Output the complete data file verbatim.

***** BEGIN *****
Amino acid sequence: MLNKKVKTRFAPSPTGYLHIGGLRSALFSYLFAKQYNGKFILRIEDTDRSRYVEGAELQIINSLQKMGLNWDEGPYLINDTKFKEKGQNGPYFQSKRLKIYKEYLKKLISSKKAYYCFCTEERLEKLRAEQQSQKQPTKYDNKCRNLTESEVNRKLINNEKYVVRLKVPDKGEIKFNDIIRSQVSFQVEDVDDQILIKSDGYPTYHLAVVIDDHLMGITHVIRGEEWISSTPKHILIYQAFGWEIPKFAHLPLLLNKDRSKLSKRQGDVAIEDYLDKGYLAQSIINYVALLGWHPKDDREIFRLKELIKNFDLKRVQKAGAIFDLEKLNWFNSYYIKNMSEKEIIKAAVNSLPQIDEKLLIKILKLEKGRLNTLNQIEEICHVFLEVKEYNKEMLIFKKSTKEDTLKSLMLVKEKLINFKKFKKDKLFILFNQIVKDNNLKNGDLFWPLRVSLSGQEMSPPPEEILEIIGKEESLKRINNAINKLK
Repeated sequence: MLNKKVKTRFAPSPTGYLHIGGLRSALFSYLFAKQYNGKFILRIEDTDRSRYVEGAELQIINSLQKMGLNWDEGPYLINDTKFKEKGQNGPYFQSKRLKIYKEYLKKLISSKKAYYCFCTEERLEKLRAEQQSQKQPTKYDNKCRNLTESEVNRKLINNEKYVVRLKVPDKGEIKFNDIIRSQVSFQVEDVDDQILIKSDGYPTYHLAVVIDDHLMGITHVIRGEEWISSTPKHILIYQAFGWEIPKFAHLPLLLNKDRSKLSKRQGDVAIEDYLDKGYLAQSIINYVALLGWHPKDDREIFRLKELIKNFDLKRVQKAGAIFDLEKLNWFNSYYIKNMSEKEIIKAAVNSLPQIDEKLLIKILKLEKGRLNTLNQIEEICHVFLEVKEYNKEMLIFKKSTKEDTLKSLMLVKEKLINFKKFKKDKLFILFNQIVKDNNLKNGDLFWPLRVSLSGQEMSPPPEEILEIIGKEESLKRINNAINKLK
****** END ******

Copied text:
Amino acid sequence: MLNKKVKTRFAPSPTGYLHIGGLRSALFSYLFAKQYNGKFILRIEDTDRSRYVEGAELQIINSLQKMGLNWDEGPYLINDTKFKEKGQNGPYFQSKRLKIYKEYLKKLISSKKAYYCFCTEERLEKLRAEQQSQKQPTKYDNKCRNLTESEVNRKLINNEKYVVRLKVPDKGEIKFNDIIRSQVSFQVEDVDDQILIKSDGYPTYHLAVVIDDHLMGITHVIRGEEWISSTPKHILIYQAFGWEIPKFAHLPLLLNKDRSKLSKRQGDVAIEDYLDKGYLAQSIINYVALLGWHPKDDREIFRLKELIKNFDLKRVQKAGAIFDLEKLNWFNSYYIKNMSEKEIIKAAVNSLPQIDEKLLIKILKLEKGRLNTLNQIEEICHVFLEVKEYNKEMLIFKKSTKEDTLKSLMLVKEKLINFKKFKKDKLFILFNQIVKDNNLKNGDLFWPLRVSLSGQEMSPPPEEILEIIGKEESLKRINNAINKLK
Repeated sequence: MLNKKVKTRFAPSPTGYLHIGGLRSALFSYLFAKQYNGKFILRIEDTDRSRYVEGAELQIINSLQKMGLNWDEGPYLINDTKFKEKGQNGPYFQSKRLKIYKEYLKKLISSKKAYYCFCTEERLEKLRAEQQSQKQPTKYDNKCRNLTESEVNRKLINNEKYVVRLKVPDKGEIKFNDIIRSQVSFQVEDVDDQILIKSDGYPTYHLAVVIDDHLMGITHVIRGEEWISSTPKHILIYQAFGWEIPKFAHLPLLLNKDRSKLSKRQGDVAIEDYLDKGYLAQSIINYVALLGWHPKDDREIFRLKELIKNFDLKRVQKAGAIFDLEKLNWFNSYYIKNMSEKEIIKAAVNSLPQIDEKLLIKILKLEKGRLNTLNQIEEICHVFLEVKEYNKEMLIFKKSTKEDTLKSLMLVKEKLINFKKFKKDKLFILFNQIVKDNNLKNGDLFWPLRVSLSGQEMSPPPEEILEIIGKEESLKRINNAINKLK